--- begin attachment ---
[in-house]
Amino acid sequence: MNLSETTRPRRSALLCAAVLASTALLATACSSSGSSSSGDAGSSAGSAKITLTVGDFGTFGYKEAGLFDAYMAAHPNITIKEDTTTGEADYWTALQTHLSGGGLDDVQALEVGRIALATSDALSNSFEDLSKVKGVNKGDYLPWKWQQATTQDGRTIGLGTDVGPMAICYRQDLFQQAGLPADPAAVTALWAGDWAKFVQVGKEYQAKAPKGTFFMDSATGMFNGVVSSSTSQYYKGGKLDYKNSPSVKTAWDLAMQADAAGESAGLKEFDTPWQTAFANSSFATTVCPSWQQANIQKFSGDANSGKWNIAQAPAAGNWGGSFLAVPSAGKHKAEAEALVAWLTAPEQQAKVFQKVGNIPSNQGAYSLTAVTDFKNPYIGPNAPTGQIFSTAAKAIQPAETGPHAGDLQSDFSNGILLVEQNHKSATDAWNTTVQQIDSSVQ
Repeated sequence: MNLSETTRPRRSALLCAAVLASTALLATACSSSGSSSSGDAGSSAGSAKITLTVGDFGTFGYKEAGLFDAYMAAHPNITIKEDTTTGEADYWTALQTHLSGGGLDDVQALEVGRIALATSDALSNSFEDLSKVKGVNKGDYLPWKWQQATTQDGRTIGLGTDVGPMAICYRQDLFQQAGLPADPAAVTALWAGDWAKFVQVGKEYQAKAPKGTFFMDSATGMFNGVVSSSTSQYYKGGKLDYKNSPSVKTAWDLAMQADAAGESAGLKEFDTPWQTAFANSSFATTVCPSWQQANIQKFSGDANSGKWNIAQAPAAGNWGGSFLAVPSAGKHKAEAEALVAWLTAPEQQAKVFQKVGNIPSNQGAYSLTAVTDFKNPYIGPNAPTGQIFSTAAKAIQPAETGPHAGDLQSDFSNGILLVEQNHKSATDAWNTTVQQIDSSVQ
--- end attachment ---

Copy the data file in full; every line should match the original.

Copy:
[in-house]
Amino acid sequence: MNLSETTRPRRSALLCAAVLASTALLATACSSSGSSSSGDAGSSAGSAKITLTVGDFGTFGYKEAGLFDAYMAAHPNITIKEDTTTGEADYWTALQTHLSGGGLDDVQALEVGRIALATSDALSNSFEDLSKVKGVNKGDYLPWKWQQATTQDGRTIGLGTDVGPMAICYRQDLFQQAGLPADPAAVTALWAGDWAKFVQVGKEYQAKAPKGTFFMDSATGMFNGVVSSSTSQYYKGGKLDYKNSPSVKTAWDLAMQADAAGESAGLKEFDTPWQTAFANSSFATTVCPSWQQANIQKFSGDANSGKWNIAQAPAAGNWGGSFLAVPSAGKHKAEAEALVAWLTAPEQQAKVFQKVGNIPSNQGAYSLTAVTDFKNPYIGPNAPTGQIFSTAAKAIQPAETGPHAGDLQSDFSNGILLVEQNHKSATDAWNTTVQQIDSSVQ
Repeated sequence: MNLSETTRPRRSALLCAAVLASTALLATACSSSGSSSSGDAGSSAGSAKITLTVGDFGTFGYKEAGLFDAYMAAHPNITIKEDTTTGEADYWTALQTHLSGGGLDDVQALEVGRIALATSDALSNSFEDLSKVKGVNKGDYLPWKWQQATTQDGRTIGLGTDVGPMAICYRQDLFQQAGLPADPAAVTALWAGDWAKFVQVGKEYQAKAPKGTFFMDSATGMFNGVVSSSTSQYYKGGKLDYKNSPSVKTAWDLAMQADAAGESAGLKEFDTPWQTAFANSSFATTVCPSWQQANIQKFSGDANSGKWNIAQAPAAGNWGGSFLAVPSAGKHKAEAEALVAWLTAPEQQAKVFQKVGNIPSNQGAYSLTAVTDFKNPYIGPNAPTGQIFSTAAKAIQPAETGPHAGDLQSDFSNGILLVEQNHKSATDAWNTTVQQIDSSVQ